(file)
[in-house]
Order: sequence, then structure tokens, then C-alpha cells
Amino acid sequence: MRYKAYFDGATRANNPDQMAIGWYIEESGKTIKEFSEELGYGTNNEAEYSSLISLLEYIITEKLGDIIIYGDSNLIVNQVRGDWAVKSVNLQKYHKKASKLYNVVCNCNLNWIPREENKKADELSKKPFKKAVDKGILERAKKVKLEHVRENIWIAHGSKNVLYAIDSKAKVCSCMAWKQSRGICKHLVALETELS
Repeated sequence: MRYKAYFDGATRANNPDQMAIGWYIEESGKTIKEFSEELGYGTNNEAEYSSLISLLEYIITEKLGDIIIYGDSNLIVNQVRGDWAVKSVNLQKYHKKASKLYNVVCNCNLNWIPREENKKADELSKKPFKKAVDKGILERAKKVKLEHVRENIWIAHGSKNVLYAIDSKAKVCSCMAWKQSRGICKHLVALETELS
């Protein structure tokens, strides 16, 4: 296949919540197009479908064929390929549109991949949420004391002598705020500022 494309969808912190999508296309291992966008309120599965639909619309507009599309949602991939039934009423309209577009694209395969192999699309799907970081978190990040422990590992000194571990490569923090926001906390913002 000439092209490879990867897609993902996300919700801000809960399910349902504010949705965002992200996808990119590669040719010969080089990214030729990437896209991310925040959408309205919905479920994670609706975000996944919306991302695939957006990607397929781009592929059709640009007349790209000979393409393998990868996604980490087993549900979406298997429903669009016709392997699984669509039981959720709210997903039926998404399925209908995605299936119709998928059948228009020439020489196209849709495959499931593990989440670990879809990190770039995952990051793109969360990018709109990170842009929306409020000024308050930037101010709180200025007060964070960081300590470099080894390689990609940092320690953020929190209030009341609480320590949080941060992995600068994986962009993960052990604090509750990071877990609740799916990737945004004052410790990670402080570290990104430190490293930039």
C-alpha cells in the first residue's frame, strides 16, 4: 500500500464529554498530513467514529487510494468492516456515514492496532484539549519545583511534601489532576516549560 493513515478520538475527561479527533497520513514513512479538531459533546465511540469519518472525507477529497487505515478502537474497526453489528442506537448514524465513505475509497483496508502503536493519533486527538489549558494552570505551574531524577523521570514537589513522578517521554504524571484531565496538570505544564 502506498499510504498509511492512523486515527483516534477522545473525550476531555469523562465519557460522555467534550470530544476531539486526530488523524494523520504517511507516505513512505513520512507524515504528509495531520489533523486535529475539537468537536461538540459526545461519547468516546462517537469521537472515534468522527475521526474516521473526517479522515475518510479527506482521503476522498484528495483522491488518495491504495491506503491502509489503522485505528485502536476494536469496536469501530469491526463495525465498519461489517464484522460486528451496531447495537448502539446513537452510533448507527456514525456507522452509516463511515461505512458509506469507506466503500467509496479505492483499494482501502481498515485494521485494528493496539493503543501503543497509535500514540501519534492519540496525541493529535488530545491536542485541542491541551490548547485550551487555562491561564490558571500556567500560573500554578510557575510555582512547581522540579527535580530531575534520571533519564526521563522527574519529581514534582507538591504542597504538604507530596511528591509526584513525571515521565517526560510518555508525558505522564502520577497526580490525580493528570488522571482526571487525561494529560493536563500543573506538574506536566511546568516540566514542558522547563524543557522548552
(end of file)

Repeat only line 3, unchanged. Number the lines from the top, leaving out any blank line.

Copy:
Amino acid sequence: MRYKAYFDGATRANNPDQMAIGWYIEESGKTIKEFSEELGYGTNNEAEYSSLISLLEYIITEKLGDIIIYGDSNLIVNQVRGDWAVKSVNLQKYHKKASKLYNVVCNCNLNWIPREENKKADELSKKPFKKAVDKGILERAKKVKLEHVRENIWIAHGSKNVLYAIDSKAKVCSCMAWKQSRGICKHLVALETELS